Overpriced and underwhelming – the UK’s UFC fans are suffering
This year’s London UFC event took place at that mecca of commercial extortion, the O2 arena.
And the venue continued its tradition of crippling prices, a pain only paralleled by the card’s mediocrity.
For the longest time, UK mixed martial arts (MMA) has been a respected marketplace for the UFC, having produced thoroughbred fighters such as Brad Pickett, Michael Bisping, and more recently Darren Till – all of them participating in the narrative of the charismatic and outspoken Brit.
However, the announcement of this year’s London UFC card had many fans feeling undervalued.
Upset at the lack of notable names, having anticipated the possible retirement fight of Bisping, or even a title eliminator for Liverpool’s up-and-comer Till.
Instead, what fans were presented with was an assortment of unranked British fighters – aside from Jimi Manuwa largely unrecognisable – and the prospect of having to pay £14.50 for a burger and cheap lager; an unwelcome expense having already paid £60-£200 for seats.
The night was a less-than spectacular affair considering the price of tickets, but probably worth the trip all the same – the rematch between South London’s Jimi Manuwa and Jan Blaschowitz being the saving grace.
Having previously suffered a defeat to Manuwa in his native Poland, Blaschowitz avenged the loss with a beautiful display in the co-main event; cutting clean angles and dominating all three rounds behind a stiff jab, earning himself a deserved decision victory.
It wasn’t, however, without a fight. Having only won their previous contest via the judges, Manuwa expressed his desire to right the only decision victory of his career with a knockout this time around.
A ruthless intent that shone through in the fight, both seemingly rocking the other at points, but neither able to close the show.
In hindsight, maybe the UFC brass would’ve bumped this light-heavyweight bout to top of the bill, considering the calibre and the fact that both looked fairly fresh getting off the stool.
The question is raised however, with this being the second time the pair have left it up to the judges: would a main-event slot and ultimately an extra two rounds have affected the result at all?
Mauna’s bloody defeat on home soil sets up the potential for a third match held at a neutral location in the future, whilst wetting our appetite for the final fight of the night.
The ceremonial weigh-in to our main-event saw Russia’s well represented Alexander Volkov, tower over Brazil’s heavyweight pride by four inches when they finally faced off.
Stood before a London crowd, Fabricio Werdum recognising his opponent’s stark height advantage, jokingly leapt onto a chair; briefly restoring his usual domineering superiority whilst reclaiming poll position in the battle of wits.
Shot at the title
To the fighters; maybe just a touch of playful showmanship to calm pre-fight jitters. To fans; an unwelcome reminder that our main-event lacks any kind of palpable magnitude.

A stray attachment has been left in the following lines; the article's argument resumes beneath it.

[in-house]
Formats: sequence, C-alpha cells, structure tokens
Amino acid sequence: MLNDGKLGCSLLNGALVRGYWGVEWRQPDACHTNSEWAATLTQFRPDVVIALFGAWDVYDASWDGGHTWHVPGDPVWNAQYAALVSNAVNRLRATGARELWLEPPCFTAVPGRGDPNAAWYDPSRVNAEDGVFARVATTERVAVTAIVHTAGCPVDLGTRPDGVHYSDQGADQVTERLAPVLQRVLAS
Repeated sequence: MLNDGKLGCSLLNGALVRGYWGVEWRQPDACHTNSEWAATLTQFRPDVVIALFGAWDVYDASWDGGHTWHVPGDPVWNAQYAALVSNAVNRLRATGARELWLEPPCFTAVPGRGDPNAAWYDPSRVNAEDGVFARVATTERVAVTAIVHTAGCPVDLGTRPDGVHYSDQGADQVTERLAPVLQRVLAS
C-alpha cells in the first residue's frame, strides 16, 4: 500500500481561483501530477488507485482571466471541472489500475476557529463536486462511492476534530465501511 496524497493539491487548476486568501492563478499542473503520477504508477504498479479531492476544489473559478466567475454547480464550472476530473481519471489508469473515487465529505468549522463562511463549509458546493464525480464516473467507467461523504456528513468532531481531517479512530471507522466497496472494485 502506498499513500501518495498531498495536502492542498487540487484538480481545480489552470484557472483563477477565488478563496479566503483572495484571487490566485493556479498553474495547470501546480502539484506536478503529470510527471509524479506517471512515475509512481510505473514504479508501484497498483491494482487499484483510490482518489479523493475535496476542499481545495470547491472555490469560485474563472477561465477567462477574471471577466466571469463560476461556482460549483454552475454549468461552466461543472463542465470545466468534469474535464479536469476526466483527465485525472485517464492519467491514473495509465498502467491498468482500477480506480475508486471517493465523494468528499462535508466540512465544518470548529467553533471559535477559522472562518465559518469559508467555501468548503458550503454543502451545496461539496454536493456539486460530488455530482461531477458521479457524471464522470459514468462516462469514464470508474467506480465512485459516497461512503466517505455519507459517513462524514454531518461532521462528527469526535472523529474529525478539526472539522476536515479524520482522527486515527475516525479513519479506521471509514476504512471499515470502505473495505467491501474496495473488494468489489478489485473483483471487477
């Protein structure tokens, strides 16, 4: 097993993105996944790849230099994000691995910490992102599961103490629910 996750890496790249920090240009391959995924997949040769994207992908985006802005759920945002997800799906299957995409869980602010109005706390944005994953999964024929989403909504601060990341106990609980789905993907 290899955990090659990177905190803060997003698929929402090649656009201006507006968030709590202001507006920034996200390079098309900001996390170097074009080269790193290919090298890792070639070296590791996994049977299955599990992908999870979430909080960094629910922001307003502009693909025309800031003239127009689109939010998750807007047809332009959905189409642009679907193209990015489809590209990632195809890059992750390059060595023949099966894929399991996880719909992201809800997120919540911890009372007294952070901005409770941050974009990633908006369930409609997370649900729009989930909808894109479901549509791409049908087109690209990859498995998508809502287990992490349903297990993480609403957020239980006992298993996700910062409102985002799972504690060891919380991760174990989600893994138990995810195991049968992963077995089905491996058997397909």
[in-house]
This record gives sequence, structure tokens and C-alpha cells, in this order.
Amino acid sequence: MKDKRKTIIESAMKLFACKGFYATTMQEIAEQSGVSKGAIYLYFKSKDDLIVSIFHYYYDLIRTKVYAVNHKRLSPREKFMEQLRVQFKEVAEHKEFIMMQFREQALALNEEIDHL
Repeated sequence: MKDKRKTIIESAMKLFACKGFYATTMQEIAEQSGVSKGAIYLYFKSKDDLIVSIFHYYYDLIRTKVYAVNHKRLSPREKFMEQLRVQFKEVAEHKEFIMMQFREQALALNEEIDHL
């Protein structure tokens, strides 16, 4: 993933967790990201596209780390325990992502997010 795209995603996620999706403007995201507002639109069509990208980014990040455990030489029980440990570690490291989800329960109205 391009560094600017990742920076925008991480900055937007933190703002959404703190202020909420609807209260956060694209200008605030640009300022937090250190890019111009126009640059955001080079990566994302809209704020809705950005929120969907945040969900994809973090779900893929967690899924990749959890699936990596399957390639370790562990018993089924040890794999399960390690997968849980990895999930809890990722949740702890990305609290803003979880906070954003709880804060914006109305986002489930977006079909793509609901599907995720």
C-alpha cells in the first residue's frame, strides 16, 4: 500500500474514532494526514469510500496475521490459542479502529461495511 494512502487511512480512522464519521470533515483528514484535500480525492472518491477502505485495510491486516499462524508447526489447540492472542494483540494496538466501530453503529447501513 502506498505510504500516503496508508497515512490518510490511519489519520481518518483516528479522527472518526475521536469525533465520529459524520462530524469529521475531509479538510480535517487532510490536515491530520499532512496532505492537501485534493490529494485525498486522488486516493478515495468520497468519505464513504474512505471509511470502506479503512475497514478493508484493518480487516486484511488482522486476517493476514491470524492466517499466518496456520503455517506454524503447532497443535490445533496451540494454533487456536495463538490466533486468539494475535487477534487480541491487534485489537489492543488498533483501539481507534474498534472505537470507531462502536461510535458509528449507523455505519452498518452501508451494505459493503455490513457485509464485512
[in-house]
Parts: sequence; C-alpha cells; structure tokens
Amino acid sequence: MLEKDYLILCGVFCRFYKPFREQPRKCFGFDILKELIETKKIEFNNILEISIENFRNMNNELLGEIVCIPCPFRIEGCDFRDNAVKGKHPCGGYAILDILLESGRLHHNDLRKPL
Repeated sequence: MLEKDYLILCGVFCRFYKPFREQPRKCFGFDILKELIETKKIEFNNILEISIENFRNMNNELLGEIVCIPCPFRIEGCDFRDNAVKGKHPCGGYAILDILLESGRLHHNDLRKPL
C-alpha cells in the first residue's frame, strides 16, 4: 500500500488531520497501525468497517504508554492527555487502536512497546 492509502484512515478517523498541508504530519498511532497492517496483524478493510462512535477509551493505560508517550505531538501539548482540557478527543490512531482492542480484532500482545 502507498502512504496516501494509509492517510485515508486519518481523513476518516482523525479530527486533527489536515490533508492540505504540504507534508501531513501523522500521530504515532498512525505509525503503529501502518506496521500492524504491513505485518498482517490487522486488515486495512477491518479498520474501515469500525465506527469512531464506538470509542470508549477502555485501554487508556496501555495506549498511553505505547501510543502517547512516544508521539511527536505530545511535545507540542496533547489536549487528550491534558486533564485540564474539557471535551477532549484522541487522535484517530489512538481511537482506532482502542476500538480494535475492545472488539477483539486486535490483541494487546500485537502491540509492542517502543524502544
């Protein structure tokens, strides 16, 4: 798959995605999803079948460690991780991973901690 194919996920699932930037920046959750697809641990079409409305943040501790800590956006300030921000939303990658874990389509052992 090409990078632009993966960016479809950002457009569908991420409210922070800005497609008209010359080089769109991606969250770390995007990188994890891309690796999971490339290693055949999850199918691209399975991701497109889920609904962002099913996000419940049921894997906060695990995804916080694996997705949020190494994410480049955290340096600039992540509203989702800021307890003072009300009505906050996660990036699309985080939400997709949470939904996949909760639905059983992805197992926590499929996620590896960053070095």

What materialised the day following, was the former heavyweight champ Werdum persisting in his attempts to drag his 6ft 7” opponent to the floor where he would utilise his BJJ black-belt to a finish.
Although being largely successful in his take-downs, Werdum was unable to mount any credible threat from the ground – ending back on his feet more often than not.
Having dealt with most of Werdum’s attacks, the Russian began utilising his five-inch reach advantage, keeping on the outside and continuing to fight long before eventually stopping the 40-year-old veteran in the fourth round.
Which beckons the question: is the Russian ready for a shot at the title?
Yes, a finish in the main event. But what did you expect from heavyweights? The card was still sub-standard, crying out for a name of some stature.
To some parts of the world, more prominently North America, UFC events are a regular occurrence.
Like the sun rising in the morning and setting in the evening, they’re guaranteed five pay-per-view cards a year with the same assurance.
Unfortunately, for most countries in Europe, being satisfied with a couple of Fight Nights, a possible Manchester card (if you reside in England) and late night/early morning viewings is something we’ve had to come to terms with.
The justifying to family or housemates why a 2pm Sunday surfacing is out of necessity and not laziness is something that will never sit well with us.
The countless Saturday nights spilled over to Sunday mornings have proven on more than one occasion to be the catalyst for a debate over, ‘Why you can’t just record it and watch it in the morning?’ – they don’t understand.
Despite all of these pitfalls, we persist. We persist as fans of the sport and in the faith that our market will never be depreciated, that the quality of our annual London card will remain sacred. And that CM Punk remains British-visa-less.
And that maybe the UFC can make it up to us in the future? We wait patiently across the pond…